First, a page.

I've recently repotted my spider plant (chlorophytum comosum) to a slightly bigger pot with better drainage. I potted it in a mix of normal potting soil and perlite to aid drainage. I recently noticed that some of the tips in the lowest leaves have burnt. This is something that hadn't happened before.

My questions:

  • Could the perlite in the new mix have caused this?
  • Should I repot the plant into fresh soil?
  • Is this condition a threat to the health of my plant?

I have uploaded an album on Imgur with the pictures: https://i.sstatic.net/0tnaT.jpg

  • Do you still have the bag of potting soil? Look for added fertilizers. Have you added any fertilizer and if so what and how much and how long ago. Definitely need your pictures otherwise we are assuming too much!
    – stormy
    Commented Apr 15, 2017 at 23:40
  • Picture would illustrate what seems to go wrong
    – J. Chomel
    Commented Apr 16, 2017 at 7:09
  • Here's a link: imgur.com/a/8MexW. I do realise it's not as big a problem as I made it sound, on second thought. The soil mix I used was a mash-up of what I had available, so a bit of this cactus soil and this universal soil. ⅓ to ½ of the final mix is perlite. The plant never had tip burn however and I saw it happen after coming back from a 2-week holiday after repotting.
    – kettlepot
    Commented Apr 16, 2017 at 9:59
  • I read online that it's possible to rebalance the pH of the soil by adding some compounds (maybe lye?) to counteract the effect of the fluoride (?) contained in the perlite. Is this a valid solution? How would I go about measuring the current pH level?
    – kettlepot
    Commented Apr 16, 2017 at 10:03

1 Answer 1

  1. Perlite has a pH of about 7-7.5 and doesn't change soil pH. This source says perlite has zero CEC (Cation Exchange Capacity), so I doubt fluoride or other elements in perlite interact with pH.
  2. Transplanting again would increase stress in plants, so I wouldn't do it, more so because spiderplant is not a choosey plant about soil.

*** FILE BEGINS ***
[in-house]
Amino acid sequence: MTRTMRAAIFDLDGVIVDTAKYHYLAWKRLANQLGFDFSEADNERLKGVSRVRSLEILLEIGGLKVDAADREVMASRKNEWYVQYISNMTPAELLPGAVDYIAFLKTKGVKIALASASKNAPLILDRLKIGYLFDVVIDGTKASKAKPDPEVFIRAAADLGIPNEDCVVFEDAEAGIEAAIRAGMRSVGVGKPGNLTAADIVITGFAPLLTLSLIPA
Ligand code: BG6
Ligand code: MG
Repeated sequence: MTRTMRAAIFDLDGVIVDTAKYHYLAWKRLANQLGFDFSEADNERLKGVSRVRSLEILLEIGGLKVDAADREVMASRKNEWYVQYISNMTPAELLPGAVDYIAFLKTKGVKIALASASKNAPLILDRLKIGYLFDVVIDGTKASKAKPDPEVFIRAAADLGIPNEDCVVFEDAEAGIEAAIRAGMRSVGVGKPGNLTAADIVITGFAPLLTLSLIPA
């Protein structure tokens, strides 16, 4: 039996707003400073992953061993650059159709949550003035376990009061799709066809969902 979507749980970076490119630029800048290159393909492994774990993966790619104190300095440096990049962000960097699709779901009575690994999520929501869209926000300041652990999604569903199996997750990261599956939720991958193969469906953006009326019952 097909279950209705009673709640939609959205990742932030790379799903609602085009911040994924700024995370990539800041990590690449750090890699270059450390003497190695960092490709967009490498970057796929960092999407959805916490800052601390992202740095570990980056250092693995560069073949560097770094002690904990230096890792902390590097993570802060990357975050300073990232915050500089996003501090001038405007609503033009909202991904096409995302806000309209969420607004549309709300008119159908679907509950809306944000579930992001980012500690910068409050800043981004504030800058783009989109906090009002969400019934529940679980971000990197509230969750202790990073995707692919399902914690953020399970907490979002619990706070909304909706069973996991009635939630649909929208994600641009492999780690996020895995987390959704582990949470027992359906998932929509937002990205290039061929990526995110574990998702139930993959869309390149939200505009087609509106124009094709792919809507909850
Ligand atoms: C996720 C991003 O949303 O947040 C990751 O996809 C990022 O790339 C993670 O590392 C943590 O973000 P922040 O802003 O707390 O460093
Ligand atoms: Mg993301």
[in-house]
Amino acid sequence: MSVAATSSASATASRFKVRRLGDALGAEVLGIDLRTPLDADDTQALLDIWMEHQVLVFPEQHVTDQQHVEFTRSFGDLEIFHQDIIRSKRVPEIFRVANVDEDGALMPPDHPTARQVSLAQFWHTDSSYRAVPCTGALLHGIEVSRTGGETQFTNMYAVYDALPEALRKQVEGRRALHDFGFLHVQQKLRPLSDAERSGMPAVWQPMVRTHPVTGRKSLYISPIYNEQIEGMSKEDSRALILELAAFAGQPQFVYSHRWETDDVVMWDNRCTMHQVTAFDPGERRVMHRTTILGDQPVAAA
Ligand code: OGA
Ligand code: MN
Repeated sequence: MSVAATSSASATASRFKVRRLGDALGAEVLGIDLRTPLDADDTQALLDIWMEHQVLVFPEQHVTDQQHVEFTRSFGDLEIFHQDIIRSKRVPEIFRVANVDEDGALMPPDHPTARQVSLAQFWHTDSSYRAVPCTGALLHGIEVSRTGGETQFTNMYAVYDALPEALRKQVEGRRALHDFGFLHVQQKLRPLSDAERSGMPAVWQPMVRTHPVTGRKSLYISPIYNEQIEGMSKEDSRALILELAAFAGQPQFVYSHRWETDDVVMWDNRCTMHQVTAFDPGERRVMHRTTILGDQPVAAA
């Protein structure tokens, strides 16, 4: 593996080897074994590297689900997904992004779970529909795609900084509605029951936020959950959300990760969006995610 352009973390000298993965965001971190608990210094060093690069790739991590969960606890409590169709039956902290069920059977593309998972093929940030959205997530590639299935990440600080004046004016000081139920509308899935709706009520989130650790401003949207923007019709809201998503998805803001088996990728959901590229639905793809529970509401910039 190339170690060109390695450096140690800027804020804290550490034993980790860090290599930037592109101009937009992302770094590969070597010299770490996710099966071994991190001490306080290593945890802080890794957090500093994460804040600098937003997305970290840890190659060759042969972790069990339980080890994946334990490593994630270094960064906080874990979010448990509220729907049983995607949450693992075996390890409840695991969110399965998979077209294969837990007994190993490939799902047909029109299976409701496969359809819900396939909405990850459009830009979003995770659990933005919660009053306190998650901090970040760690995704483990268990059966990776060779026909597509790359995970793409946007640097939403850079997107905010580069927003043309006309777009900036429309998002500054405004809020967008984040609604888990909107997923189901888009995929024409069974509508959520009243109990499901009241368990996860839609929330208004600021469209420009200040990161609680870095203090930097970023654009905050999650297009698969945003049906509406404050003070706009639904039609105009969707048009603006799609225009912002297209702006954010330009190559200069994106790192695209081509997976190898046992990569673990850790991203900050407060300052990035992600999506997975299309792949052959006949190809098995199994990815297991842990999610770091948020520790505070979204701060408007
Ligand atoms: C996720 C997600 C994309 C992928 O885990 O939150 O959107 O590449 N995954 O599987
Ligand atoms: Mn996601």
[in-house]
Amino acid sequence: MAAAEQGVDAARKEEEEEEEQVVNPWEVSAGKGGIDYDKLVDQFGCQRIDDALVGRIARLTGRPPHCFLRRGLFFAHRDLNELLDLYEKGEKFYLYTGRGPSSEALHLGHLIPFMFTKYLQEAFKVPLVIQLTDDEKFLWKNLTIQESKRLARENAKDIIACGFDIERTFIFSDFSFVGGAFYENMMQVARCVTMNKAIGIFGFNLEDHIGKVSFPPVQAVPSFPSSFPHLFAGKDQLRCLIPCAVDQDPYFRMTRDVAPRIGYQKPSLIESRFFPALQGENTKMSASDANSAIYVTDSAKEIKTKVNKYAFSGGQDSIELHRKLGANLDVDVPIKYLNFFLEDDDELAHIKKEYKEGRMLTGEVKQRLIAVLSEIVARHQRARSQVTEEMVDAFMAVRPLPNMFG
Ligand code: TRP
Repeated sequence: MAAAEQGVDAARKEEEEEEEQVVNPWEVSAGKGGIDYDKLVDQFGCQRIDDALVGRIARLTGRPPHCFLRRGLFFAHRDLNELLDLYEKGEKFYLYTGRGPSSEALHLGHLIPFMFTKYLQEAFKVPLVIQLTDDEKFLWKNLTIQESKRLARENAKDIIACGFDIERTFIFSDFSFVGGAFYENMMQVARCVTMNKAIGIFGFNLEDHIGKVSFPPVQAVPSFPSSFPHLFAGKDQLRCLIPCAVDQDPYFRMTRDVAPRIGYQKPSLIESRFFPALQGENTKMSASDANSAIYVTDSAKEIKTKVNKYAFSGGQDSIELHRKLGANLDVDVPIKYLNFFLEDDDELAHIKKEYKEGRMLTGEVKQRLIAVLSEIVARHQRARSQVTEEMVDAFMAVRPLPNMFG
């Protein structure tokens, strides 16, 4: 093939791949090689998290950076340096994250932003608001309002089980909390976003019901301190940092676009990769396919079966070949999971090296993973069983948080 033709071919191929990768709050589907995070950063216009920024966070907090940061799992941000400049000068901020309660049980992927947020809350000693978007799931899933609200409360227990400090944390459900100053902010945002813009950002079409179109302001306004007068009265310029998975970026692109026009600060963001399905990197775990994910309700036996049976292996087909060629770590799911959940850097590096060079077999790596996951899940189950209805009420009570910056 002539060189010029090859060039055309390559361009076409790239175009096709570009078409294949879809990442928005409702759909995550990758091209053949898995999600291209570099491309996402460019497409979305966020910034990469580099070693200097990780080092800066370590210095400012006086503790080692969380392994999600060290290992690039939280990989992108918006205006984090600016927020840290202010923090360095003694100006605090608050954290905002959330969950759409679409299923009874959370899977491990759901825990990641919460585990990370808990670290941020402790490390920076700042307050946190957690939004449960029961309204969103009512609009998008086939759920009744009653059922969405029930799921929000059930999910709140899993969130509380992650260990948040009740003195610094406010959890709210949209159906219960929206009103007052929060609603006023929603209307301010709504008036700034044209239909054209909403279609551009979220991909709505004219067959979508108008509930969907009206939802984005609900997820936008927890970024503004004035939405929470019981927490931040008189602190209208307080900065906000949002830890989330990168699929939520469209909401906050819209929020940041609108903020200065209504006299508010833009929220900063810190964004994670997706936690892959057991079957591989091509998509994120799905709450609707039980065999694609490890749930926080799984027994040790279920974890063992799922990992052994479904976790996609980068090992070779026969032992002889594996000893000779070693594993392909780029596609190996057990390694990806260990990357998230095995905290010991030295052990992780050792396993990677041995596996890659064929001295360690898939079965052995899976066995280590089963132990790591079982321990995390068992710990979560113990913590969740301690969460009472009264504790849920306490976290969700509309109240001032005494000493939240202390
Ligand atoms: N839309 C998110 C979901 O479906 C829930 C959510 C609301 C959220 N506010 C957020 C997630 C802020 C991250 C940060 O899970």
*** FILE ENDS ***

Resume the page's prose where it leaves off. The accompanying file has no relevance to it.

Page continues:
3. I don't think there is a risk to the health of your plant, more likely the browning tips are related to unregular watering schedule, since you said you went on a holiday.

Soil pH is measured with a pH meter. This type is unreliable and I think you should avoid it: enter image description here

Edit: Lye is used to change pH for in vitro growing medium and maybe it is used to change soil pH also, but I haven't heard of this method. I know that calcium carbonate or calcium hydroxide can be used for neutralising acidic soil, if you still want to.

  • Thanks! Do you have a suggestion for the correct interval at which to water this plant? You're correct that I maybe didn't water it enough recently.
    – kettlepot
    Commented Apr 17, 2017 at 15:56
  • I don't know what is the correct interval for watering this plant. All my plants have different watering schedules based on species, season and sunny/cloudy days. I guess you'll have to figure it out by trial and error.
    – Alina
    Commented Apr 17, 2017 at 16:00
  • Do you have a suggestion for what to do if I see the tips keep browning?
    – kettlepot
    Commented Apr 19, 2017 at 21:41
  • It does seem like underwatering was a source of the issue, however.
    – kettlepot
    Commented Apr 19, 2017 at 21:43
  • Leaves getting brown and falling are a normal thing for perennials as long as new leaves emerge faster than the old fall. If I were you, I wouldn't make a decision until new type of symptoms appear.
    – Alina
    Commented Apr 20, 2017 at 5:48

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